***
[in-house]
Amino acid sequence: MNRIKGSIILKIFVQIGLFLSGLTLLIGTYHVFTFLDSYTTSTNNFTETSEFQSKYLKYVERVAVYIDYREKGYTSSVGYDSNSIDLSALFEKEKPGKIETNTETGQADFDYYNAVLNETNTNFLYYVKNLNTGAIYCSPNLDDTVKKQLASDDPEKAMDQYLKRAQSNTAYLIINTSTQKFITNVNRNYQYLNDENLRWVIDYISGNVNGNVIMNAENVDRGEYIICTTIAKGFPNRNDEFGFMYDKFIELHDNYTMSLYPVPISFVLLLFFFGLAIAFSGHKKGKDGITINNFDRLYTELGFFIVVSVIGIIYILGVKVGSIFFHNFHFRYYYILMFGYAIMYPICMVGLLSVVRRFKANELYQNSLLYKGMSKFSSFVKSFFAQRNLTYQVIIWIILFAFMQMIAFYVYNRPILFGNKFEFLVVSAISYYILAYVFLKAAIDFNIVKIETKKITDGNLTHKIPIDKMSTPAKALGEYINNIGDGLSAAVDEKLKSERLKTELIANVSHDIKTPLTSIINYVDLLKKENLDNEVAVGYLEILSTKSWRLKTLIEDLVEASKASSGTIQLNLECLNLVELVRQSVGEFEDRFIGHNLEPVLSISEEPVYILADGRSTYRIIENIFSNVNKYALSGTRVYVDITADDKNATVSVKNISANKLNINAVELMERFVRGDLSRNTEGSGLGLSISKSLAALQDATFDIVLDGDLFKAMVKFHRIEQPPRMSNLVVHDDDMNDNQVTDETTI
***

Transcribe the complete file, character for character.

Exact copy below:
[in-house]
Amino acid sequence: MNRIKGSIILKIFVQIGLFLSGLTLLIGTYHVFTFLDSYTTSTNNFTETSEFQSKYLKYVERVAVYIDYREKGYTSSVGYDSNSIDLSALFEKEKPGKIETNTETGQADFDYYNAVLNETNTNFLYYVKNLNTGAIYCSPNLDDTVKKQLASDDPEKAMDQYLKRAQSNTAYLIINTSTQKFITNVNRNYQYLNDENLRWVIDYISGNVNGNVIMNAENVDRGEYIICTTIAKGFPNRNDEFGFMYDKFIELHDNYTMSLYPVPISFVLLLFFFGLAIAFSGHKKGKDGITINNFDRLYTELGFFIVVSVIGIIYILGVKVGSIFFHNFHFRYYYILMFGYAIMYPICMVGLLSVVRRFKANELYQNSLLYKGMSKFSSFVKSFFAQRNLTYQVIIWIILFAFMQMIAFYVYNRPILFGNKFEFLVVSAISYYILAYVFLKAAIDFNIVKIETKKITDGNLTHKIPIDKMSTPAKALGEYINNIGDGLSAAVDEKLKSERLKTELIANVSHDIKTPLTSIINYVDLLKKENLDNEVAVGYLEILSTKSWRLKTLIEDLVEASKASSGTIQLNLECLNLVELVRQSVGEFEDRFIGHNLEPVLSISEEPVYILADGRSTYRIIENIFSNVNKYALSGTRVYVDITADDKNATVSVKNISANKLNINAVELMERFVRGDLSRNTEGSGLGLSISKSLAALQDATFDIVLDGDLFKAMVKFHRIEQPPRMSNLVVHDDDMNDNQVTDETTI